Some teeth in need of root canal therapy are fractured. The fracture cannot be seen on an X-ray. The fractured portion of the tooth can constitute a potential site for compressed gas to accumulate. Root canal teeth are also more brittle than vital teeth and can be broken more easily–that is the reason for the cap recommendation.

Finally, you should expect 1-2 visits to the specialist and 2 visits to the restorative dentist. If the root canal procedure is multi-visit then wait until it is completed and has a solid core inside. Your pool classes
shouldn’t be a problem but any open water dive could be. Stay away from the deep end of the pool if the root canal is not complete.

The actual root canals are filled with a material called gutta percha. It is a rubbery like substance which flows under heat and pressure. It is compressed into the canals just to the narrowest part of the nerve canal(s). Filling a canal short may leave room for debris, dead tissue and bacteria to accumulate. This may lead to a future retreatment. It is also a potential area for compressed gases from the bloodstream to accumulate. Since there is no active blood supply to the area short of a complete fill, the accumulated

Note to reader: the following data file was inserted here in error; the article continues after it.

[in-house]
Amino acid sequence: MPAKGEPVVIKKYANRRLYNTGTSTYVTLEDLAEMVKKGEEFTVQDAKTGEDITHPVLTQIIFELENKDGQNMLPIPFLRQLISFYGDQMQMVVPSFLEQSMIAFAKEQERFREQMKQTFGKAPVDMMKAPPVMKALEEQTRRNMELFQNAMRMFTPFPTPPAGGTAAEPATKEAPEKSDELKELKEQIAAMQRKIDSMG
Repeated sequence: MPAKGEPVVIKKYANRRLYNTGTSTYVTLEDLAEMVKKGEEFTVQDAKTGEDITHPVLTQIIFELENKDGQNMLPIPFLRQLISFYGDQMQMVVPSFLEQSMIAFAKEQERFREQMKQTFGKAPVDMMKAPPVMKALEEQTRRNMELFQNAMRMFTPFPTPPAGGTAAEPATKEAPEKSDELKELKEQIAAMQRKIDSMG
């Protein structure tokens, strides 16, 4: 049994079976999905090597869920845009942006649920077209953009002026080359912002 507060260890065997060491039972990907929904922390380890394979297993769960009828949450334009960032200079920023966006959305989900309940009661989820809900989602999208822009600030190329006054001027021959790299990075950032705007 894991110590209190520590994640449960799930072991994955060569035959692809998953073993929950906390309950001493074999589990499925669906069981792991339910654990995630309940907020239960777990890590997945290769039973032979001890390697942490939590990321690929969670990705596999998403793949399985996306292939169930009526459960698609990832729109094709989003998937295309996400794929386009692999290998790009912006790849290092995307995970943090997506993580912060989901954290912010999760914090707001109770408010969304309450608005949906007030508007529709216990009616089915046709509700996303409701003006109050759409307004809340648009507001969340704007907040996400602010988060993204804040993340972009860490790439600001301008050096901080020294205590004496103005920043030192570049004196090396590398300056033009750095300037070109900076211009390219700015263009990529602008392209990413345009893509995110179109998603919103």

gases will expand on ascent and cause pain.

In fairness to dentists who perform root canal treatments, it can be difficult to see the actual end of the canal. Some specialists now have operating microscopes and fiber optic devices they can thread into the canals and actually see the end of the root from within. This is now becomming the “Standard of Care”. I would suggest a specialist with fiber optic instruments and microscopes–especially if the tooth is a molar. Recent research has shown that nearly 30% of molars may have an extra canal that escapes detection visually. That untreated canal can be a cause for future failure of the tooth.

Larry Stein, DDS
Consultant to Diving Medicine Online


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*Some material adapted from William E. Stein D.D.S., Aitkin, Minnesota.


Ernest S. Campbell, M.D., FACS